Shoes & Clothing   327   606Several pairs of fancypants, new sandals, new workboots. Excessive!
   Sporting Goods   426   566
   Shopping Misc   738   965
   Books   71   46
   Other   789   440Netflix, kids activities, swim lessons, school supplies, local plays, apps, CC annual fee, cash withdrawals, foreign transaction fees
Travel1,8761,934Really you could subtract $1200 from this, which is the statement credit we got from various rewards credit cards. This figure also includes the experiment where I tried to Waste $1000.
   Subtracting Tuition, Donations   22,202   24,567
   Subtracting travel, crossfit   19,151   21,983
   Subtracting organic/luxury food   17,259   19,678Assuming a 33% increase on groceries due to organic + meat.
   Subtracting home renovation expense15,11219,295This is what our "no frills" living cost would be, unless we moved to a smaller house (Note: Misc category could be cut down a lot as well)

As it seems to happen every year, things changed, but we spent about the same amount. And life went on just fine. I think it’s because spending is more of a habit than a conscious effort – if you just develop the habit of spending the right amount for your own needs and savings goals, everything else takes care of itself.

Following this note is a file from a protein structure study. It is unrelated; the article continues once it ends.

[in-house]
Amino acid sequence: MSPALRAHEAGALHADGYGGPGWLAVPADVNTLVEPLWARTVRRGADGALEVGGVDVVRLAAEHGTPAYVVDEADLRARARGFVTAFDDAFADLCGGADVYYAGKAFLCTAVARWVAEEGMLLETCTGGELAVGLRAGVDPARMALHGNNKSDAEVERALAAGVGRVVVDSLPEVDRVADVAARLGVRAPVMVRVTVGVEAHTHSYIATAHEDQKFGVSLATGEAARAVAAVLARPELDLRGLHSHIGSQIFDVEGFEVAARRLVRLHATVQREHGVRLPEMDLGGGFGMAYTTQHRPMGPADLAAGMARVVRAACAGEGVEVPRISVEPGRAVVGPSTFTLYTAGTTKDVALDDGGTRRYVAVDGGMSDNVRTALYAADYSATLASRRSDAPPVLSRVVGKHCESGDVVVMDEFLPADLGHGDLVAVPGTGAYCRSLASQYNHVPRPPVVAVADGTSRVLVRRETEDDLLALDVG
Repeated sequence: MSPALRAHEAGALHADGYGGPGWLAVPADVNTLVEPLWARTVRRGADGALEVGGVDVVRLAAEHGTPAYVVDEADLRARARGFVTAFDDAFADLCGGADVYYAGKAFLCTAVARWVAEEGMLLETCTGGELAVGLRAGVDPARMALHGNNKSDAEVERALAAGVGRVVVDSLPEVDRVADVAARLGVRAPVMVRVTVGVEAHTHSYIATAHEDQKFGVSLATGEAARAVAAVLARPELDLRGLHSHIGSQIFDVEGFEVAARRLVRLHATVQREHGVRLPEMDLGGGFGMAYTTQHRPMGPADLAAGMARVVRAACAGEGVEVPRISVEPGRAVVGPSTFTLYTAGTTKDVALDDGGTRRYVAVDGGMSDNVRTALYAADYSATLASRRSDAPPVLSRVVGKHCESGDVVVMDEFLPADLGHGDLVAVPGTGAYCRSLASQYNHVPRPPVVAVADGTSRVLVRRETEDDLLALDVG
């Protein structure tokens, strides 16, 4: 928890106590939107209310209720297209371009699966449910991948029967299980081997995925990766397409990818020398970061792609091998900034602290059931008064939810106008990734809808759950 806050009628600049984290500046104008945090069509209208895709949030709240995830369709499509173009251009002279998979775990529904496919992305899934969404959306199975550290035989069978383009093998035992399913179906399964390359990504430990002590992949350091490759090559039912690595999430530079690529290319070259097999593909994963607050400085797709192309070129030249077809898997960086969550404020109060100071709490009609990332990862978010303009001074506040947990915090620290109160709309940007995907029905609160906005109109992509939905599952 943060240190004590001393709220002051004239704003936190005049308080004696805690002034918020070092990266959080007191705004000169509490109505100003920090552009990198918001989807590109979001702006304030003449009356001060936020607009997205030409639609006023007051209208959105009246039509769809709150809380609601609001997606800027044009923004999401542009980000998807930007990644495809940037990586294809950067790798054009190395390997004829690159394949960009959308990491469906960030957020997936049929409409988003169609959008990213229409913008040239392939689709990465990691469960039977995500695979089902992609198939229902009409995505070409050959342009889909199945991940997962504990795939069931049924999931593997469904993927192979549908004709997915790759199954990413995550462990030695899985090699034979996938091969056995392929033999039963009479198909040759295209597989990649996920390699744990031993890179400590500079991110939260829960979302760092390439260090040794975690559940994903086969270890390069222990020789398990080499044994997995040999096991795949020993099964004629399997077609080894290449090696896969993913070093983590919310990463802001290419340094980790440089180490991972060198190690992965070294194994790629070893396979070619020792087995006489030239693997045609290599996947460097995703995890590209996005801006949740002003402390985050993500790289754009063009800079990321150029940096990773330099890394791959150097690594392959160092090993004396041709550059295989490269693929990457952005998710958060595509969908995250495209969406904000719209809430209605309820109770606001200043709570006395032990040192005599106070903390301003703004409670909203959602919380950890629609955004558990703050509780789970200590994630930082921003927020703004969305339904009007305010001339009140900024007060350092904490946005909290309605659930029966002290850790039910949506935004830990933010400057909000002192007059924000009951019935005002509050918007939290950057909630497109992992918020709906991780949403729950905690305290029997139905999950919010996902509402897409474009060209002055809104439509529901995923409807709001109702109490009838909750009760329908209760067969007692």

Here’s to a prosperous 2014!

How to track your spending: We do almost all spending using a good cash-back credit card, and let the Personal Capital and Mint apps automatically categorize everything and display it in pretty pie charts and percentages for us. As a non-budget person, I find this method of tracking to be revolutionary, as it happens even when you are busy living life and forgetting about money.

Other exposing annual spending articles:

Exposed! The MMM Family’s Actual Spending! (2010)

Exposed! The MMM Family’s 2011 Spending!

Exposed! The MMM Family’s 2012 Spending!

*Note: I did not include any costs related to rebuilding our new house in this total, which so far have added to about $25,000 including things like engineering, permit fees, steel, lumber, electrical and plumbing parts, kitchen cabinets, and all new windows and doors. This is because the end result will be selling our current house and ending up with $100k to spare from the transaction. It’s more of an investment than a spending spree, although it sure feels otherwise when all these cardboard boxes keep arriving on the job site.

  • phred January 19, 2014, 9:04 am

    Is the reason many, here, are still poor is that they value things more than they value time and effort? There have been many really snarky comments here concerning how much cash someone gives or doesn’t give. Obviously, these rather distasteful people are still wrapped up in the materialistic culture with all the status trips embedded in it.